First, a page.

Khaled Al-Obaidi said on his official Facebook page he had received information “confirming that Abu Bakr Al-Baghdadi had been injured and his deputy and right-hand-man, Abu Muslim Al-Turkmani, killed in an airstrike which targeted the location of a meeting in Mosul involving some of the group’s most senior members . . . May God not allow him [Baghdadi] to recover and quicken his demise.”
There have also been unofficial reports that Baghdadi was killed in the attack, but these remain unconfirmed. Speaking to French news agency AFP, a member of the Iraqi intelligence apparatus said there were as yet no precise details regarding Baghdadi’s state of health following the raid.
A spokesman at the US military’s Central Command said it had no information to corroborate media reports that Baghdadi was wounded in any strike over the weekend.
Said Mamouzini, the spokesman for the Kurdistan Democratic Party (KDP) in Iraq’s northwestern Nineveh province—whose capital is Mosul—told Asharq Al-Awsat Baghdadi was not part of the convoy hit in the raid on Friday night because he had suffered a major head wound some 20 days ago following other coalition airstrikes targeting the Kamdi area just north of Mosul.
Following his injury, which Mamouzini said was “major,” the ISIS leader was first taken to Syria and then to another unknown country.
“According to the information we have received from inside Mosul, during his stay in the city Baghdadi would drive his car by himself or use only one driver—so that he remained unrecognized. He also shaved off his beard.”
Meanwhile, speaking to Asharq Al-Awsat, Faris Ibrahim, a member of an anti-ISIS coalition of tribesmen from the northwestern Anbar province, seemed to confirm eyewitness reports, carried by news agency Reuters, that another airstrike had hit ISIS positions—killing a number of the group’s senior members in the process—near the town of Al-Qa’im, close to the Syrian border.
“Confirmed reports we have received say that a US airstrike targeted a number of senior ISIS figures in Al-Qa’im, killing them, and destroying dozens of [items of] their military equipment and armored vehicles,” Ibrahim said.
He added that his group did not have any confirmed reports regarding Baghdadi or the state of his health, though he said—echoing Mamouzini’s comments regarding the ISIS leader’s whereabouts—that the Anbar coalition had received information that Baghdadi had been taken to Syria following a recent airstrike in Al-Qa’im.
He added: “A man was brought to Al-Qa’im Hospital, but no-one was allowed to see him and he was completely covered up. Staff were only told he was ‘a very important person.’ [After treatment] he was then taken to Syria, which makes us believe this man was Baghdadi himself.”
Meanwhile, Iraqi President Fuad Masoum will visit Riyadh on Tuesday to meet with the Custodian of the Two Holy Mosques, Saudi Arabia’s King Abdullah Bin Abdulaziz.
Diplomatic sources in Riyadh—who requested anonymity because they were not authorized to brief the media—told Asharq Al-Awsat that during the visit Masoum will be accompanied by high-ranking Iraqi political figures, and that his talks with King Abdullah would encompass the current security situation in Iraq and the region, and the fight against ISIS, especially considering that Saudi Arabia is part of the international anti-ISIS coalition.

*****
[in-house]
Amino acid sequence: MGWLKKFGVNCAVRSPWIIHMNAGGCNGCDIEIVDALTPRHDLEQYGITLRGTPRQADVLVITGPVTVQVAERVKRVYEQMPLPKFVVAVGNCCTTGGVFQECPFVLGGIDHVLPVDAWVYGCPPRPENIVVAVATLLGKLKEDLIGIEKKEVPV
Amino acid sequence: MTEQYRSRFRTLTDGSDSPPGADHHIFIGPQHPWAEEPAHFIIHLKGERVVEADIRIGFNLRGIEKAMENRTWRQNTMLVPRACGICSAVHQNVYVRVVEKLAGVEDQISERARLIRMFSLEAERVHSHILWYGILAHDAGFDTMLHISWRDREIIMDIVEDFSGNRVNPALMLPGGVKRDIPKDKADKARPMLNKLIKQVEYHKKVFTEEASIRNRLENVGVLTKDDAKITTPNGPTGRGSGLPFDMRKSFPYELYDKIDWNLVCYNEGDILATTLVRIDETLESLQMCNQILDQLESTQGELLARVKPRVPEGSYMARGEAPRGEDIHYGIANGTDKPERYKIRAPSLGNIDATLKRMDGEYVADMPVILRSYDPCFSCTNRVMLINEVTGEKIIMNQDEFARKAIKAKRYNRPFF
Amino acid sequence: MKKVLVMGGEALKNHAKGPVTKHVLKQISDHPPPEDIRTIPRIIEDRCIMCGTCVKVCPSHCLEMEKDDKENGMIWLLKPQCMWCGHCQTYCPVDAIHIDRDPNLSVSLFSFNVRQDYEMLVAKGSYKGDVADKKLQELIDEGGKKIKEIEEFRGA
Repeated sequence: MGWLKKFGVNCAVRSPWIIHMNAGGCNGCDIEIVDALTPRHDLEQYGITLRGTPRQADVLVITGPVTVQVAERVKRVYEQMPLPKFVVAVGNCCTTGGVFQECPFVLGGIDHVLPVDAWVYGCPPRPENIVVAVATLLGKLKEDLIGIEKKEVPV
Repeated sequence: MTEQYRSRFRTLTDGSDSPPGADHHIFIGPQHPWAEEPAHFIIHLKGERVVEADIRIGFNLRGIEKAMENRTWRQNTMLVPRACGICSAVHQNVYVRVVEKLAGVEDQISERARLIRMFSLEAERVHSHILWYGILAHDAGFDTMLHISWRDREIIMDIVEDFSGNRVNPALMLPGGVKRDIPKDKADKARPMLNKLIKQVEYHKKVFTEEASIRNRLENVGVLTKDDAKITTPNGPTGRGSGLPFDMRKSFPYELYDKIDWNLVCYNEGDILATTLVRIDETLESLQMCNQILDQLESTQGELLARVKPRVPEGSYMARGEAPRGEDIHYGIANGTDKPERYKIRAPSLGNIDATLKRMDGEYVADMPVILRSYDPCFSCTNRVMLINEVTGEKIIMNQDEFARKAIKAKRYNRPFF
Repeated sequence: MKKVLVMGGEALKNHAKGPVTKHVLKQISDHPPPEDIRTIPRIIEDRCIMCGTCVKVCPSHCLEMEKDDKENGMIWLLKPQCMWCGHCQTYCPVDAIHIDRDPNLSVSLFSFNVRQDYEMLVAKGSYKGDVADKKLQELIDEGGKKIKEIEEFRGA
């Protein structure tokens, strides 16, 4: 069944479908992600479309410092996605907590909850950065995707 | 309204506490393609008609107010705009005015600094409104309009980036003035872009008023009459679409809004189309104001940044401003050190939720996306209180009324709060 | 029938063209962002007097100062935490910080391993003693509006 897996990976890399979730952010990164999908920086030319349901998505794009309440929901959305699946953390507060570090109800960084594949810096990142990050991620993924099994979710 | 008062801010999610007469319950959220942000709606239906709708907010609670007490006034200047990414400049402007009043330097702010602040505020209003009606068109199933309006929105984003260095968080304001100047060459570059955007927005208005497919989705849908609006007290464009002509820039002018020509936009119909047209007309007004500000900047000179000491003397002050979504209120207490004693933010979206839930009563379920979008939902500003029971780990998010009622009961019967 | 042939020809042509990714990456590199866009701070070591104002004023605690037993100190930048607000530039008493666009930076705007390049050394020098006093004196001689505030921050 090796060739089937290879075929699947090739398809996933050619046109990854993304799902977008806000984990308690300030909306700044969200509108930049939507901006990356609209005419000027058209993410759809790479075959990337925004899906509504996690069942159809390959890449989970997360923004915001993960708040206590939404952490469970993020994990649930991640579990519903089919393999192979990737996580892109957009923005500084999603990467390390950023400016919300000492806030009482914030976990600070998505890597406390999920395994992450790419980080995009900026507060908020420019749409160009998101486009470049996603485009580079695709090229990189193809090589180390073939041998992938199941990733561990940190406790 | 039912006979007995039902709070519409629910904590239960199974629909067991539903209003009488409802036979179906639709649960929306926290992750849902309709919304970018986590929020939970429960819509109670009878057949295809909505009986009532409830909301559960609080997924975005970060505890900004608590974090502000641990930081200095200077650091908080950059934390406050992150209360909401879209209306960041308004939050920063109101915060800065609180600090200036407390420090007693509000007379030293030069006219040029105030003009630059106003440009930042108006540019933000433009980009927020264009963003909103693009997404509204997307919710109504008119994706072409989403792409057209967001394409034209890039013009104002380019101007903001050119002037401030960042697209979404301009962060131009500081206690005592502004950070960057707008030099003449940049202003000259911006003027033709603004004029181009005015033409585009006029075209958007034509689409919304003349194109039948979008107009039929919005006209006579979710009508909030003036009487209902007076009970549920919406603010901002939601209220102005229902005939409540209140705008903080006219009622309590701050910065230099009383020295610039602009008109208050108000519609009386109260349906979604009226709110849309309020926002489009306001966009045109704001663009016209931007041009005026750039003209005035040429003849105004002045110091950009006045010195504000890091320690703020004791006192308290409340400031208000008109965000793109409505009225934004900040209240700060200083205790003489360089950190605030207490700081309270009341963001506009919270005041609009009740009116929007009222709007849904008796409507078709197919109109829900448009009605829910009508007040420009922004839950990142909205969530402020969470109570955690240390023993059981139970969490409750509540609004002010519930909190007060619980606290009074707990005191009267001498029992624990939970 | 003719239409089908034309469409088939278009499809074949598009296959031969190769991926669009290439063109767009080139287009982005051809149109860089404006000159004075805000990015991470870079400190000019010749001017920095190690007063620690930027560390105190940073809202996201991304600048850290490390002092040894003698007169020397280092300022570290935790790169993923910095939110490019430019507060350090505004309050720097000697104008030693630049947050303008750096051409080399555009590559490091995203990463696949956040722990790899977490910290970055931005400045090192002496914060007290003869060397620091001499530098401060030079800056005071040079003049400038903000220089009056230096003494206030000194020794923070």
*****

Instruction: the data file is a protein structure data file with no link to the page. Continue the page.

Following the visit to Riyadh, Masoum will head back to Iraq, also on Tuesday, where he will meet with Grand Ayatollah Ali Sistani, the most senior Shi’ite religious cleric in the country.
An official Iraqi source, who requested anonymity because he was not authorized to brief the media, told Asharq Al-Awsat the timing of the two visits, coming quickly one after the other, was “purely coincidental.”
“The official invite from the Kingdom was received at the same time that . . . [Sistani] agreed to receive the president in Najaf, after deciding not to meet with any politicians during the last four years,” the source said.
Haider Al-Ghorabi, a close aide of Sistani’s, told Asharq Al-Awsat the Shi’ite cleric had not met with politicians during the last four years, including former prime minister Nuri Al-Maliki, not due to “personal reasons,” but on the basis of “performance and the safeguarding of the interests of the country,” which Ghorabi said had been absent during Maliki’s premiership.
Masoum’s visit to the Kingdom comes amid efforts by the new administration in Baghdad, led by Prime Minister Haider Al-Abadi, to further cement relations with Iraq’s neighbors and regional allies during its present crisis.
During an exclusive interview with Asharq Al-Awsat in June, Masoum said he was keen to rebuild Iraq’s relationship with its Gulf allies, and in particular with Saudi Arabia, after a period of a relative discord under former premier Maliki.
Speaking to Asharq Al-Awsat, Dr. Amed Hassan Fayadh, dean of the School of Political Science at Nahrain University in Baghdad, said in light of the threat ISIS posed to Iraq, the country needed not only to unite internal political factions, but also to reach out to other countries in the region.
“The danger of terrorism requires alliances because the danger is no longer just an internal one [to Iraq], it is now a trans-border one,” he said. “The fight [against ISIS] must be an international one, and this therefore mandates our seeking both regional and international allies.”
Hamza Mustafa contributed reporting from Baghdad.